With Thanks to Janisse
Poetry on fire. That’s the way Janisse Ray caught our attention, we 450 water warriors and river rats, assembled for the 2011 River Rally in Charleston, South Carolina. She stopped us cold with her poem, accelerated by passion. Seated with our lunches in the Charleston Convention Center ballroom, forks arrested mid-way to mouths, it would have been blasphemous to chew while the oracle dispensed manna from the river gods.
I, for one, had never heard of Janisse Ray, but I will never forget her. She spoke to us of why our work was so important, how the planet cried for our help. I wanted to take notes, to try to capture her dance of words, but even the scratching of pen on paper seemed a violation of the crowd’s stillness.
“Who is this woman, and where did she come from?” I wondered to myself. I wanted to be her. To be able to speak with fire, with poetry, with the courage to bare her sole to a sea of strangers. And to speak of the urgency of our work, the importance of healing the planet, the mercy that voiceless creatures deserve.
Janisse Ray is many things, but most people probably know her as the author of Ecology of a Cracker Childhood, her personal tale of growing up poor in the backwoods of Georgia, and now of the recently released volume of poetry A House of Branches. I found Cracker Childhood on Amazon, and the book of poetry can be purchased from her directly by with a check to Janisse Ray, 895 Catherine T. Sanders Rd, Reidsville GA 30453. The price of $16 for paperback or $27 for hardback includes shipping.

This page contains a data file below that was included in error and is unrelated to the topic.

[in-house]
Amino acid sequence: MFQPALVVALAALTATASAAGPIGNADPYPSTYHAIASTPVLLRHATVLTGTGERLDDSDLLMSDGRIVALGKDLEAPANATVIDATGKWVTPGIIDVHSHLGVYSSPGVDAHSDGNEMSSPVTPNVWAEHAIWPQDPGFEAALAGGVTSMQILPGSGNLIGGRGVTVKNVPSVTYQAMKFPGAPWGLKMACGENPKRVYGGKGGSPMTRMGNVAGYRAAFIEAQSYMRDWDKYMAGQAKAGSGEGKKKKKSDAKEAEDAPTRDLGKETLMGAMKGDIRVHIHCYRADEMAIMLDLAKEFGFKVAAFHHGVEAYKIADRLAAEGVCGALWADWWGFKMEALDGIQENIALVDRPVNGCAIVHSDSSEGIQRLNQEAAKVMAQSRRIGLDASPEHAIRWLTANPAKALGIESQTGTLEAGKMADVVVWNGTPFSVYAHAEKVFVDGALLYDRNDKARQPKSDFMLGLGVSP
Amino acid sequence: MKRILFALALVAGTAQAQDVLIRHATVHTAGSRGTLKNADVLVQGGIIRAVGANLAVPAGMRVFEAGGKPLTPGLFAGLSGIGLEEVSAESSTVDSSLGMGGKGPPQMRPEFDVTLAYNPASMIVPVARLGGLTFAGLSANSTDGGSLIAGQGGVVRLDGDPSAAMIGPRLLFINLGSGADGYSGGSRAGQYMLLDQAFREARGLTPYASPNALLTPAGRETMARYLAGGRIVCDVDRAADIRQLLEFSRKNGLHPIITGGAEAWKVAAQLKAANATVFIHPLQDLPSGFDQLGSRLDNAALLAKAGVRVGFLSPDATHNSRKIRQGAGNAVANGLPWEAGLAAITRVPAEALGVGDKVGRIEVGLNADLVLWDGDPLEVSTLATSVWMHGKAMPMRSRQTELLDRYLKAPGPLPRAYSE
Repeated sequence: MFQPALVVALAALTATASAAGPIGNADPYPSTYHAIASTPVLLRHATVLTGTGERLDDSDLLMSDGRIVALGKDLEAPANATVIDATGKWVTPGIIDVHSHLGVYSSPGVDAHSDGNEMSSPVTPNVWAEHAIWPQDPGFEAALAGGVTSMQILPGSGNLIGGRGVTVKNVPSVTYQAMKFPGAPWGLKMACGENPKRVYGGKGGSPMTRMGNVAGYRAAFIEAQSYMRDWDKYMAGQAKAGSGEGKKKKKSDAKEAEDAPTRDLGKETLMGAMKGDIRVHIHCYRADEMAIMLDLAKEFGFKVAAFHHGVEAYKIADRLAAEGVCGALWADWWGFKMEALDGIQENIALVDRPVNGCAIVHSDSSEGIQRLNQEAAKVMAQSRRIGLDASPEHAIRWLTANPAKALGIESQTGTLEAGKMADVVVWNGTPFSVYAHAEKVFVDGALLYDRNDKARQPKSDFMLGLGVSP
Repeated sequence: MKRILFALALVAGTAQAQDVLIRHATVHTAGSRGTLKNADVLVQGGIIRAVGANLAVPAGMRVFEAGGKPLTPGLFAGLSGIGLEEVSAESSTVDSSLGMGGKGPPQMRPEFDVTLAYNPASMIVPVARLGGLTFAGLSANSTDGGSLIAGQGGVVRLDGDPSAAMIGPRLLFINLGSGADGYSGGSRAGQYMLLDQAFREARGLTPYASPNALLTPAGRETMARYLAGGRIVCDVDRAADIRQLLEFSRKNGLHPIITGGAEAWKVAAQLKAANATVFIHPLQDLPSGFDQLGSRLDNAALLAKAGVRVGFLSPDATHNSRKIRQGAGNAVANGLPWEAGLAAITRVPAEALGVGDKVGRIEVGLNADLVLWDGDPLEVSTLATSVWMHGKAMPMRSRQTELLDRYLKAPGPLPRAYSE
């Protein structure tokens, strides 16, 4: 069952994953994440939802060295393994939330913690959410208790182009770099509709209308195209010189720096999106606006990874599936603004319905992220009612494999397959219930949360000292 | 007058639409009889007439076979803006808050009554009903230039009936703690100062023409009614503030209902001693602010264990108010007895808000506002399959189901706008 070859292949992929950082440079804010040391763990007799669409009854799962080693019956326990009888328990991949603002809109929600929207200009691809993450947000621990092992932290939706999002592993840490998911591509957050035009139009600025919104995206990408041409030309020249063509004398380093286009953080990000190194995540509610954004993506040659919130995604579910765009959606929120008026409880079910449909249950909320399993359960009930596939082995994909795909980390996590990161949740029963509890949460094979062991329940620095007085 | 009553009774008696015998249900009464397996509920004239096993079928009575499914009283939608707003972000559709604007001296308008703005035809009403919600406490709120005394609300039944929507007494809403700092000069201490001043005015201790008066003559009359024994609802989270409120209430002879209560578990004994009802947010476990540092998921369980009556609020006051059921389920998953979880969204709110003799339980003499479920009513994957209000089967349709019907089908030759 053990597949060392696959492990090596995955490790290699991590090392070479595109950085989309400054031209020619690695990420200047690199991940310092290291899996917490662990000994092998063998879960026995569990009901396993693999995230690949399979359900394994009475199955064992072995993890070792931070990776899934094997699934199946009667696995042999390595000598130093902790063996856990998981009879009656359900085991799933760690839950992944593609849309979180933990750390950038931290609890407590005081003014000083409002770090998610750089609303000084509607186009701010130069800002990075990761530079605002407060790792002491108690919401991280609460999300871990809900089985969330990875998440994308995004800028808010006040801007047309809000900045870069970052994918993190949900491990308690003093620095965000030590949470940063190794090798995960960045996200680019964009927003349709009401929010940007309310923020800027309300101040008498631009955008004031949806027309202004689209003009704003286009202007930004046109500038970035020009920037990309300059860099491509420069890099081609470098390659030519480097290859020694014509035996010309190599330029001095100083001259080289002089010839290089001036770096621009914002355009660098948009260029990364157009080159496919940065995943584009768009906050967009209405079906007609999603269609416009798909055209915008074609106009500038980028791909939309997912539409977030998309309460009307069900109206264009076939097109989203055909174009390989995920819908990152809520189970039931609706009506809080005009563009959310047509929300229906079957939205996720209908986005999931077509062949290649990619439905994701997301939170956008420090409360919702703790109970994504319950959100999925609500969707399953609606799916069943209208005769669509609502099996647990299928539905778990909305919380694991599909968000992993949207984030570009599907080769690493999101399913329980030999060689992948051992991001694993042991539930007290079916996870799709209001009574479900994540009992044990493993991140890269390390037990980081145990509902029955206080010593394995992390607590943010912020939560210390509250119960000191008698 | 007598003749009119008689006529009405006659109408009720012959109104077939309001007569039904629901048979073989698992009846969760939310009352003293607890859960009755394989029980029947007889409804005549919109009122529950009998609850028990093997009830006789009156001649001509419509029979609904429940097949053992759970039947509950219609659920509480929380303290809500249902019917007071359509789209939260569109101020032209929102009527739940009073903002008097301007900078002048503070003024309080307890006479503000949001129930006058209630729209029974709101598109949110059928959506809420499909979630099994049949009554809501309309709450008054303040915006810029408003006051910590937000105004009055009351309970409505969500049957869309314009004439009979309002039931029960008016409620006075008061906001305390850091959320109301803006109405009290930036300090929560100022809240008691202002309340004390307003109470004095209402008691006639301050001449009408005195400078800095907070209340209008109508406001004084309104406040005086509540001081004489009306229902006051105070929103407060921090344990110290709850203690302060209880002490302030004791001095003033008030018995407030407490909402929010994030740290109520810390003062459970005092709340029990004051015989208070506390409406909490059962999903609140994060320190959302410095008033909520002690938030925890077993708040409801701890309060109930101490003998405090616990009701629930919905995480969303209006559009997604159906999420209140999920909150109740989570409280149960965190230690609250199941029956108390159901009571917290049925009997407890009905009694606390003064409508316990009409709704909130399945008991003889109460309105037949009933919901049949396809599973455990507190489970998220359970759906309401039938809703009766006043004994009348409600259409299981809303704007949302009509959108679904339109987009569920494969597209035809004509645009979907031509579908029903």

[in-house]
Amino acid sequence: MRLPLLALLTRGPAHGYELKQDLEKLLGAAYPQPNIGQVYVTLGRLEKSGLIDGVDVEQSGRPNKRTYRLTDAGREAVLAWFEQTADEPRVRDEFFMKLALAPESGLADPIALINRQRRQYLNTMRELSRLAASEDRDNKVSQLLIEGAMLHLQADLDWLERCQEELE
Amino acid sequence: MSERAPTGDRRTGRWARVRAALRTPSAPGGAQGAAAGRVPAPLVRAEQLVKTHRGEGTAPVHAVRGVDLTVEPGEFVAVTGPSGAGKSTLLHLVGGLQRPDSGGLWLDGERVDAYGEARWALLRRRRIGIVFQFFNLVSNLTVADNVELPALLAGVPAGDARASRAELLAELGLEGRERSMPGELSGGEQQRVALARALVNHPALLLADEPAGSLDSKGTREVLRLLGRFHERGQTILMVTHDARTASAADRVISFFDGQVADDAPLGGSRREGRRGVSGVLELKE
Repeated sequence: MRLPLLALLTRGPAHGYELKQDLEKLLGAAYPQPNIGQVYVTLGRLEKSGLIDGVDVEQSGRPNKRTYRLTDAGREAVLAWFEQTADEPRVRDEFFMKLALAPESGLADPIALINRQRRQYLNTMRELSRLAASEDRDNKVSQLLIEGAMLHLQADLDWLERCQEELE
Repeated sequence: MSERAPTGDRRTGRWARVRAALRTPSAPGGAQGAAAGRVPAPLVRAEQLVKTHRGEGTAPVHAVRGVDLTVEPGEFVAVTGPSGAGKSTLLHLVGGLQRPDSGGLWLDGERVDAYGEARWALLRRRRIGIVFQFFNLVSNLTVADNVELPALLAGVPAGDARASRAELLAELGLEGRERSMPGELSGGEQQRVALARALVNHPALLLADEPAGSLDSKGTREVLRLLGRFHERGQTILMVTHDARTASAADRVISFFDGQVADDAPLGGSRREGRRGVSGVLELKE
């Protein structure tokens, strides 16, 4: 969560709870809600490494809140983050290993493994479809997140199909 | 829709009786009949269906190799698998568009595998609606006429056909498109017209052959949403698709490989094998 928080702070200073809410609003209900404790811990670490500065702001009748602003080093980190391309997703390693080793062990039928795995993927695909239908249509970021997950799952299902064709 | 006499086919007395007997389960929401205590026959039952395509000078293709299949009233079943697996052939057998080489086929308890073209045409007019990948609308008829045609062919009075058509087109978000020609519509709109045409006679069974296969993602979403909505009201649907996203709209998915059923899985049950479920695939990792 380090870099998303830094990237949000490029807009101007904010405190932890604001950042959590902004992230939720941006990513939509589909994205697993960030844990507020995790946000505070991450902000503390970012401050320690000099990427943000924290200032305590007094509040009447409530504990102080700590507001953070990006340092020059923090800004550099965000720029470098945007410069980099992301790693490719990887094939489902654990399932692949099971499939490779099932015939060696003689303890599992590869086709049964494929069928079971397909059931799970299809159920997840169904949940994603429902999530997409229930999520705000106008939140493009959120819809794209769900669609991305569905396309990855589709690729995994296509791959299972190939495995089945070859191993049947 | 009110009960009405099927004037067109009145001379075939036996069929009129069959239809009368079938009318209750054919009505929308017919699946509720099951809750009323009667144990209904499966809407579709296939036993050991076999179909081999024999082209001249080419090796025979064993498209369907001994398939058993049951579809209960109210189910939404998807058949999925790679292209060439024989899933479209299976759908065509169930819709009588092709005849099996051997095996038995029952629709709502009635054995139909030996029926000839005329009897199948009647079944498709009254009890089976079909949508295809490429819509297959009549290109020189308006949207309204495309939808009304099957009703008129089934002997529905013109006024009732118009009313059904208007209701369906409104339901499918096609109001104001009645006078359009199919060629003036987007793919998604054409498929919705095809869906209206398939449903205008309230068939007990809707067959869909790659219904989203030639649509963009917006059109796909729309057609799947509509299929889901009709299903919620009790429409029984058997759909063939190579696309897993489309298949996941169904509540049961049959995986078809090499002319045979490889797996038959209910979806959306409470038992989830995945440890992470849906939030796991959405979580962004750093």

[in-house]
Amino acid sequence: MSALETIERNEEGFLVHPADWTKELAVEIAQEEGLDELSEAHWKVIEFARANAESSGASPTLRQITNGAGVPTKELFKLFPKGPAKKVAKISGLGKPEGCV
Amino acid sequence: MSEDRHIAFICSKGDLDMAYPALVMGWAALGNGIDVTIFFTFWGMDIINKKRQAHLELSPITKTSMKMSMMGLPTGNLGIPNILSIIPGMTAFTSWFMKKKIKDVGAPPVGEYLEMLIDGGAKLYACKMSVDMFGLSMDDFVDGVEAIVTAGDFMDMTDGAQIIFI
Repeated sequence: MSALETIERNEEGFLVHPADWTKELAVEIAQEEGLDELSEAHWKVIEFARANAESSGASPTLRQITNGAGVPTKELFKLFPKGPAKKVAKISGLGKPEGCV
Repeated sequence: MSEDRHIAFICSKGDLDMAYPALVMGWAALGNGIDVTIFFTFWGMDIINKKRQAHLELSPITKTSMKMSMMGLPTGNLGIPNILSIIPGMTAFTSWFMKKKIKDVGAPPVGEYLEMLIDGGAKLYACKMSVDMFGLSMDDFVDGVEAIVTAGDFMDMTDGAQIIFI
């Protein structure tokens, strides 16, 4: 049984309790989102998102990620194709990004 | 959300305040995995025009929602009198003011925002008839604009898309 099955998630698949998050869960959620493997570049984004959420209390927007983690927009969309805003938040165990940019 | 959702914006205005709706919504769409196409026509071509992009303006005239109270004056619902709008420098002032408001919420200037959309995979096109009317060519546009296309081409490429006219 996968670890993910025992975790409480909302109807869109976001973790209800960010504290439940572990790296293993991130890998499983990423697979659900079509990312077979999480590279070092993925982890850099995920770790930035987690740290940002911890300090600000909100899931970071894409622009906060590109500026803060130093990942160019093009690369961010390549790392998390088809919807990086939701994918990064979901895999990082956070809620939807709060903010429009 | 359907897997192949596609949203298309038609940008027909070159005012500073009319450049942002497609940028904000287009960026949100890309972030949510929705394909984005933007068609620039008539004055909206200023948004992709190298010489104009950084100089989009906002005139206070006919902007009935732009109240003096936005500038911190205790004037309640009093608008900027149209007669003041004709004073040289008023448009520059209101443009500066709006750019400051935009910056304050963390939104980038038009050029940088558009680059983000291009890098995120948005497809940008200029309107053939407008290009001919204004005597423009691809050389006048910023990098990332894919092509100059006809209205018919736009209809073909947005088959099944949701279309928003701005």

I also found an essay “Track Back” from Orion magazine on riding the train in a modern era online. When I read it, I heard her voice coming through, which is half of the magic. And I hear her again telling us that the uphill battle of restoring the planet’s balance may require hope, but hope when faced with a daunting task requires courage, and courage is really about love. Hope, courage, love.
Yesterday, I returned home to Wisconsin on an unseasonably warm June day that wasn’t much different than the 99-degree day I left behind in South Carolina. My first act was to be welcomed by our useless but loveable dog Maple, who joined me as I wandered the perimeter of the yard, checking each Trillium, each broccoli, each hill of squash I planted just days earlier in our little urban corner of the planet. And I breathed. And I accepted that I may not be Janisse Ray, nor will I ever be. But in my little bit of garden, and my little bit of water work, in my little community of Wauwatosa , I’m okay being me. But I’ll do my work with hope, with courage, and with love.
Janisse, thank you for being you.